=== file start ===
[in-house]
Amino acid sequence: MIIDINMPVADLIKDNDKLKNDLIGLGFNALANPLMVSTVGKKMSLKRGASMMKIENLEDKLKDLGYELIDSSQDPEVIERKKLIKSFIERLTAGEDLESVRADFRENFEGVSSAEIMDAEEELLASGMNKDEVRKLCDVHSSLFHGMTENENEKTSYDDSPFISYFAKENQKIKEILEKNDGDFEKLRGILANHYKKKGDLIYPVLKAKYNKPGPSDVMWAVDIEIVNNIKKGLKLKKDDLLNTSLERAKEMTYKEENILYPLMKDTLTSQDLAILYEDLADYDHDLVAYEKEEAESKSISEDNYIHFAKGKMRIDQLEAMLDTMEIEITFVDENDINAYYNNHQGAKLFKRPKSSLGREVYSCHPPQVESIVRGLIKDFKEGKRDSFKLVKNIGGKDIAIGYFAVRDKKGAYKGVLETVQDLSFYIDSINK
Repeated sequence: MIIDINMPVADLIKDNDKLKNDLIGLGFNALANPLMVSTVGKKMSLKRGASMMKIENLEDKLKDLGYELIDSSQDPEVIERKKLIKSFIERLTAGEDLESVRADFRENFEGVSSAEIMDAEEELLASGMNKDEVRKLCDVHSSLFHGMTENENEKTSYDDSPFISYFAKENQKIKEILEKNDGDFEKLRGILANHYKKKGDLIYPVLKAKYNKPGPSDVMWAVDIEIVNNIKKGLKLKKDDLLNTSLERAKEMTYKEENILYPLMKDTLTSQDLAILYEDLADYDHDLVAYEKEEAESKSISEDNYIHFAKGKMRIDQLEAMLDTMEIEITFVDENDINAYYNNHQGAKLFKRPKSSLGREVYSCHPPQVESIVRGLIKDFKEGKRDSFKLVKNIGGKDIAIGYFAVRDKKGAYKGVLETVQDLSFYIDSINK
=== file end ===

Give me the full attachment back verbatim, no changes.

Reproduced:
[in-house]
Amino acid sequence: MIIDINMPVADLIKDNDKLKNDLIGLGFNALANPLMVSTVGKKMSLKRGASMMKIENLEDKLKDLGYELIDSSQDPEVIERKKLIKSFIERLTAGEDLESVRADFRENFEGVSSAEIMDAEEELLASGMNKDEVRKLCDVHSSLFHGMTENENEKTSYDDSPFISYFAKENQKIKEILEKNDGDFEKLRGILANHYKKKGDLIYPVLKAKYNKPGPSDVMWAVDIEIVNNIKKGLKLKKDDLLNTSLERAKEMTYKEENILYPLMKDTLTSQDLAILYEDLADYDHDLVAYEKEEAESKSISEDNYIHFAKGKMRIDQLEAMLDTMEIEITFVDENDINAYYNNHQGAKLFKRPKSSLGREVYSCHPPQVESIVRGLIKDFKEGKRDSFKLVKNIGGKDIAIGYFAVRDKKGAYKGVLETVQDLSFYIDSINK
Repeated sequence: MIIDINMPVADLIKDNDKLKNDLIGLGFNALANPLMVSTVGKKMSLKRGASMMKIENLEDKLKDLGYELIDSSQDPEVIERKKLIKSFIERLTAGEDLESVRADFRENFEGVSSAEIMDAEEELLASGMNKDEVRKLCDVHSSLFHGMTENENEKTSYDDSPFISYFAKENQKIKEILEKNDGDFEKLRGILANHYKKKGDLIYPVLKAKYNKPGPSDVMWAVDIEIVNNIKKGLKLKKDDLLNTSLERAKEMTYKEENILYPLMKDTLTSQDLAILYEDLADYDHDLVAYEKEEAESKSISEDNYIHFAKGKMRIDQLEAMLDTMEIEITFVDENDINAYYNNHQGAKLFKRPKSSLGREVYSCHPPQVESIVRGLIKDFKEGKRDSFKLVKNIGGKDIAIGYFAVRDKKGAYKGVLETVQDLSFYIDSINK